They’ve recently added some more relaxed fits (baggier) to their lineup, which might be a sign a few members of their design team could be snowboarders.

Escape Route

Justin and Ollie over at the Escape Route were a wealth of knowledge, a shining example of passionate outdoor enthusiasts who know their stuff.

“We just brought in a mid layer from ORTOVOX which has been really popular,” said Ollie. “It’s got Swiss wool panels at the front with these fun colours. A good mix of the tech meeting style from a brand that started in avalanche gear.”

Reading the garment tag we clocked that this layer choice is climate-neutral, with the whole company aiming for climate neutrality by 2024. Knowing this, we couldn’t help but reach for an outer shell option and maybe the pants too…

It’s good to note that Escape Route stocks some great lifestyle brands like Ten Tree, Roark and Indyeva (which all have sustainability and / or giveback programs). Indyeva is a women-focused brand by a women-based team out of Montreal, and we loved the look of their puffy jackets, both long and short.

As for winter boots, their go-to would be Blundstones.

“They’re bulletproof,” comments Justin. “The winter ones have a super-soft insole and are completely waterproof, even the elastic section. They’re great for cold feet. If you’re walking the dog or exploring the Valley Trail we also suggest the lightweight Sorels. New for this year, and only for women so far is the Vessie brand out of Vancouver. I tried these on and they are super light but completely waterproof. They almost feel like a surf bootie, more of a shoe feel than a boot.”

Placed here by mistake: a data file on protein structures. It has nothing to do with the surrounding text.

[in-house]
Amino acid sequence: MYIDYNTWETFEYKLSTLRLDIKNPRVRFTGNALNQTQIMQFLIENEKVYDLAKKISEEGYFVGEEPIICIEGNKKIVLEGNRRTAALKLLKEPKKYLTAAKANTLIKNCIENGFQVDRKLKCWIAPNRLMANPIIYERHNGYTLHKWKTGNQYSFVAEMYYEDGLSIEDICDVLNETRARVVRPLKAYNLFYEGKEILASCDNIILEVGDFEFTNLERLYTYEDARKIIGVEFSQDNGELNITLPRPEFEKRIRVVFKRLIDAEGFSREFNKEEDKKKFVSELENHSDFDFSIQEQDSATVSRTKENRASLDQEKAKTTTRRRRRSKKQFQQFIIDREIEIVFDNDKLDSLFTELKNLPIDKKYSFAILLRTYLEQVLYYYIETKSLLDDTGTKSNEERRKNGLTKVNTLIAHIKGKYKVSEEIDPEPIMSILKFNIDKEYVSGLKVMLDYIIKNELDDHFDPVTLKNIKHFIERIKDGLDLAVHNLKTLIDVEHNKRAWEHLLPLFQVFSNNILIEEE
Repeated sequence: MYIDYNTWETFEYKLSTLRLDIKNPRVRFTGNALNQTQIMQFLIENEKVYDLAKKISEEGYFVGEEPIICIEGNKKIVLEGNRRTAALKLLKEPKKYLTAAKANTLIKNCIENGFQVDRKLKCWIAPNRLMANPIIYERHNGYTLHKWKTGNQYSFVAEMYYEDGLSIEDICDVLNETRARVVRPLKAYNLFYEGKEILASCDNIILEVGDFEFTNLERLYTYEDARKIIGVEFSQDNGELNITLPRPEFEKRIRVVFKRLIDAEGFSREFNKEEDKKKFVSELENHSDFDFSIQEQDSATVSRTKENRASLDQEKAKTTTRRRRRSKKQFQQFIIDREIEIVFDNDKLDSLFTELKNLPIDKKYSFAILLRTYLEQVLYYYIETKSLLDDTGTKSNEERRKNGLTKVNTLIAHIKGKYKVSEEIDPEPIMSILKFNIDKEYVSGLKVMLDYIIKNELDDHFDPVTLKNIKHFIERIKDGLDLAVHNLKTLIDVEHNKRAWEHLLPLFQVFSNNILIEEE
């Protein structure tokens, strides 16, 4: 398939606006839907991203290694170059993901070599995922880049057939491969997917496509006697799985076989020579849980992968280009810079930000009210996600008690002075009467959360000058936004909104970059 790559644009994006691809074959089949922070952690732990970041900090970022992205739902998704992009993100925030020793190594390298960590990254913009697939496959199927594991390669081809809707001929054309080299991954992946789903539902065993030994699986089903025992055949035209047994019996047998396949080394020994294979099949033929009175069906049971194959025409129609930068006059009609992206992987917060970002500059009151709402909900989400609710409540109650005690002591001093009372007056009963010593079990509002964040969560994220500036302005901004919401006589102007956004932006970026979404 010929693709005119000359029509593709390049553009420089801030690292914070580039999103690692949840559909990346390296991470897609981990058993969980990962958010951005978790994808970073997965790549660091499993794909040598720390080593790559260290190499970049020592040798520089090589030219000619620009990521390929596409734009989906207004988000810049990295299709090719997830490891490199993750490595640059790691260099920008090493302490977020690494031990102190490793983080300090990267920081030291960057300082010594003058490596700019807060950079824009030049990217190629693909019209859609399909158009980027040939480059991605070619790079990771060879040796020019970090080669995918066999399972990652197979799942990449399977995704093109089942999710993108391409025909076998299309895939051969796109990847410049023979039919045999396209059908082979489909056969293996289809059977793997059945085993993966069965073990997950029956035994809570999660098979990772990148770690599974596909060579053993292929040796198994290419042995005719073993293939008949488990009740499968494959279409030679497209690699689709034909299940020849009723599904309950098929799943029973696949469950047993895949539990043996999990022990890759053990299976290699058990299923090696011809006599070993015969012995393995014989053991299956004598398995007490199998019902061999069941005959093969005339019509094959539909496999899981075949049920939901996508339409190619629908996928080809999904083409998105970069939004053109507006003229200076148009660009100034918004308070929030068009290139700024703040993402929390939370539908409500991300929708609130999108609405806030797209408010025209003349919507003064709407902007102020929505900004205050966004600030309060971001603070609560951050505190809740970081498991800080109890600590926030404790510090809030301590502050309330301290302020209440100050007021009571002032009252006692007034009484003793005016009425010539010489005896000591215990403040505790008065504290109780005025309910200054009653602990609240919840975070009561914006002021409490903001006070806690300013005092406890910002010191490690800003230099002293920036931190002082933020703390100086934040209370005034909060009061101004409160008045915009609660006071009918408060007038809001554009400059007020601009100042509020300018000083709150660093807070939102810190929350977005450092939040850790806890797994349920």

If you are thinking of taking some winter strolls, ask the Escape Route team about their Korkers. These are traction devices for shoes and boots, giving you that extra grip on icy days.

Snowboard Style

Showcase Snowboards, located steps away from the base of Whistler Mountain is a snowboard haven. When we checked in with the sales team they pointed to Burton’s [ak] collection, which they love for its technical ability and airtight lifetime warranty.

They also like the Jones Snowboard brand (founded by rider Jeremy Jones) with its design ethos of performance, sustainability and innovation. At a base layer, they’d go for the Airblaster Ninja Suit for warmth.

Over at The Circle Skate & Snowboard Shop, Whistler’s other longstanding institution of radness, salesperson, Riz immediately went for the shell and puffy combo (again, the Whistler uniform).

“I’d go for the Volcom L GORE-TEX Jacket,” explains Riz. “It’s waterproof and stylish. On cold days I’d pair it with a puffy. The powder skirt of the jacket can be zipped to any Volcom pant, which keeps the snow out. The other option is the Burton [ak] 2L GORE-TEX Swash Jacket, which is insulated, so it’s a good option if you feel the cold.”

The hot colours Riz’s seen on the racks this year are pastels, particularly pinks, purples and blues. When asked for her go-to Whistler boot option, she says the GORE-TEX Vans shoes have great soles (as well as style). And for a jacket for off the slopes, she’d go for a Roark bomber-style option in khaki green.

Luxury Jackets

Firmly entrenched in the working class, The Insider had no idea just how luxurious jackets could get. We got educated at Can-Ski, with locations in the Village, Upper Village, Westin, Marketplace and Creekside. They are the exclusive carriers of Moncler, Bogner and their off-shoot brand, Fire & Ice.

“We have Bogner jackets ranging in price from just under a thousand dollars all the way up past $3,000,” says Stacey at Can-Ski Blackcomb, Whistler’s top spot for high-end shoppers. “Bogner is so out there and original looking, it attracts women who want something more feminine and form-fitting.”

The women’s range certainly went for it on the neon colours, which are definitely good for spotting you on the slopes, while the men’s range had darker options, but with fun accents like corded sleeves (for that professor / skier look).